Procrastinate No More

I’ve had the chemicals and equipment to develop B&W film at home ( #developathome ) for a couple of months now but kept putting if off as it was easier to drop the film off at the lab.

Now in my deference, I was using second-hand film cameras bought off eBay. I needed to make sure the cameras were working correctly and it wasn’t any mistake i was doing in the development that was causing the problems.

However, the world has changed in the passed couple weeks as this Covid-19 virus hits hard and the country has gone into Lockdown.

Can’t go out to work and have to stay within a 2km radius of your house to try and stop the spread of the virus.

Stay safe & Sound ..... 

So, one morning while making breakfast, I went to the fridge to get some milk and there they where 20 rolls of exposed film just sitting there. Procrastinate no more.

No better time now then to get stuck into learning to develop film at home. How hard can it be?

No hard at all as it happens apart from one small problem. Getting the bloody roll of film onto the reel in the changing bag. The mixing and setting up the chemicals is easy. Follow the instructions on the bottle ( 1+10 ), 1 part chemical to 10 parts water. In my case I was using Kodak D-76 power and mixed it into 3.8L of water at 50c. The other chemical needed, Stop, Fix and Wetting Agent were simple to mix and all stored in 1L plastic bottles. 

All the chemical ready to start

Getting back to the problem...... The problem I was having was the film was getting stuck as I was feeding it on to the reel. After 4 attempts I finally got it on the reel. Later doing a bit or reading  on the internet I found out if you cut the leading edge of the film strip with an angle it will feed better.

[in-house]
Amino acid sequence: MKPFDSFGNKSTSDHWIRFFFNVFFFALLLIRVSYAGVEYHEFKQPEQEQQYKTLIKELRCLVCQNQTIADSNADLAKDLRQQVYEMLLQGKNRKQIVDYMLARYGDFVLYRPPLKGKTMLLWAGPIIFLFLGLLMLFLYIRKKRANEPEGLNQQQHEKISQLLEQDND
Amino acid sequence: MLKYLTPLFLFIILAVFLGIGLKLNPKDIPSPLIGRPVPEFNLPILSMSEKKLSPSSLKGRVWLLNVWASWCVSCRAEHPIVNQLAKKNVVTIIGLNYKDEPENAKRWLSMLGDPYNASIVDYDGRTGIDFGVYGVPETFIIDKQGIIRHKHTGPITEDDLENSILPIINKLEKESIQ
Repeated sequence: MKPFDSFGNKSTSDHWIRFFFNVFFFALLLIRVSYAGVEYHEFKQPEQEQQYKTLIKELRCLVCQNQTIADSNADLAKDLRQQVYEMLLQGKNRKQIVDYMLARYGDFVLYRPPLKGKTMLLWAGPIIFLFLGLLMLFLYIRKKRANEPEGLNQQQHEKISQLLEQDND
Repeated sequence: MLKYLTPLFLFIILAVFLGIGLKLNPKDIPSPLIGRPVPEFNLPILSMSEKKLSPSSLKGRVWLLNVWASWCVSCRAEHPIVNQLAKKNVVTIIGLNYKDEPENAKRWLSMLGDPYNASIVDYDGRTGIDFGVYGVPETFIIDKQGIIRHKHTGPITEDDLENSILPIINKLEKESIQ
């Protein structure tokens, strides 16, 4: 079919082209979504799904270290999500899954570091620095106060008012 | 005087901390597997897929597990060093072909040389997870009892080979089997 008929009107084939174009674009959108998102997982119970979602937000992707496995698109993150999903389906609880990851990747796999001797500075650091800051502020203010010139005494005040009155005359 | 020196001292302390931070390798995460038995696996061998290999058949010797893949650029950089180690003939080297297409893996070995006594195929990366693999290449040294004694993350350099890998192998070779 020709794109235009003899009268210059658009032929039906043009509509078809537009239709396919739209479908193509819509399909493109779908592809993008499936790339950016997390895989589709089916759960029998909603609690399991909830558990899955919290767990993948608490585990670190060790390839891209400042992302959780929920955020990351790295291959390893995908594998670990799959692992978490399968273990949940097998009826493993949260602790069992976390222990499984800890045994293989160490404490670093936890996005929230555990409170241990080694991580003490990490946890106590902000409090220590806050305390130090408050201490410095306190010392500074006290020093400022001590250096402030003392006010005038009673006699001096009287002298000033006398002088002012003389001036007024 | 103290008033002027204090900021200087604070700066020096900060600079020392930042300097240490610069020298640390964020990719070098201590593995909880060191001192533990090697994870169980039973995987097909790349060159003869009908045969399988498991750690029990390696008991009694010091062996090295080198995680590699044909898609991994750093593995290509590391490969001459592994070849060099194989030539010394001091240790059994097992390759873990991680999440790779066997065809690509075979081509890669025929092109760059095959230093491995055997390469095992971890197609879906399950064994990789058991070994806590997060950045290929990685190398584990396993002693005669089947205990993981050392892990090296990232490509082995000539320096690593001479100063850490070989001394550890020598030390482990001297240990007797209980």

Once the film is on the reel and in the dev tank you can take it out of the changing bag and now your ready to start the developing part. I followed the instruction from an app call The Massive Dev Chart. It’s that simple. follow the instructions and you can’t go wrong. Make sure you label the bottles of chemicals as you don’t want to get them mixed up. After 20 mins going through the whole process from start to the final wash comes the exciting part. Is there any images on the roll.

The negative hanging up to dry

I’m 50 years old and I was like a little child running down to see if Santa had left some presents under the Christmas tree. That’s how I can only explain the feeling as I was opening the tank on my first roll of film developed on the kitchen table.

Low and behold, we had images. As I said at the start, there was 20 rolls in the fridge and I had no idea what was on the rolls I picked. 

Here are some of the images from my first roll ( #developathome ).

That's the image you can see on the negative above


Next step in the process is how to scan the negative into the computer to edit if your not going to darkroom print.

To be continued........................